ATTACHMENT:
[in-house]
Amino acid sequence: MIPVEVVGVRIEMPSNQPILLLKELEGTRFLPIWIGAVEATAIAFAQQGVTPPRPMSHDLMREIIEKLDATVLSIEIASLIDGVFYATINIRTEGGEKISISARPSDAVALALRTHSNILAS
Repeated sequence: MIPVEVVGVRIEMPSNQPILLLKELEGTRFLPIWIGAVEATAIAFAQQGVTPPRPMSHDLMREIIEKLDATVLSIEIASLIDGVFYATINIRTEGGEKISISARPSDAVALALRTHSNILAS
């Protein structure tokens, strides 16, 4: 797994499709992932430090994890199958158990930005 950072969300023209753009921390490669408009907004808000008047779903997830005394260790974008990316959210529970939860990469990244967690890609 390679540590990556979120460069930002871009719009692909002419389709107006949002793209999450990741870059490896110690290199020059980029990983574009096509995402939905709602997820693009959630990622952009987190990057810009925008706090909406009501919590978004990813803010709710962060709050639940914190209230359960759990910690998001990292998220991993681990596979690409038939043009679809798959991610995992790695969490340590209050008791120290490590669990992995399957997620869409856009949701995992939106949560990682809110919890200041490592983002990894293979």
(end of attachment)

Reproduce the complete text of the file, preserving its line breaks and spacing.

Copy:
[in-house]
Amino acid sequence: MIPVEVVGVRIEMPSNQPILLLKELEGTRFLPIWIGAVEATAIAFAQQGVTPPRPMSHDLMREIIEKLDATVLSIEIASLIDGVFYATINIRTEGGEKISISARPSDAVALALRTHSNILAS
Repeated sequence: MIPVEVVGVRIEMPSNQPILLLKELEGTRFLPIWIGAVEATAIAFAQQGVTPPRPMSHDLMREIIEKLDATVLSIEIASLIDGVFYATINIRTEGGEKISISARPSDAVALALRTHSNILAS
């Protein structure tokens, strides 16, 4: 797994499709992932430090994890199958158990930005 950072969300023209753009921390490669408009907004808000008047779903997830005394260790974008990316959210529970939860990469990244967690890609 390679540590990556979120460069930002871009719009692909002419389709107006949002793209999450990741870059490896110690290199020059980029990983574009096509995402939905709602997820693009959630990622952009987190990057810009925008706090909406009501919590978004990813803010709710962060709050639940914190209230359960759990910690998001990292998220991993681990596979690409038939043009679809798959991610995992790695969490340590209050008791120290490590669990992995399957997620869409856009949701995992939106949560990682809110919890200041490592983002990894293979």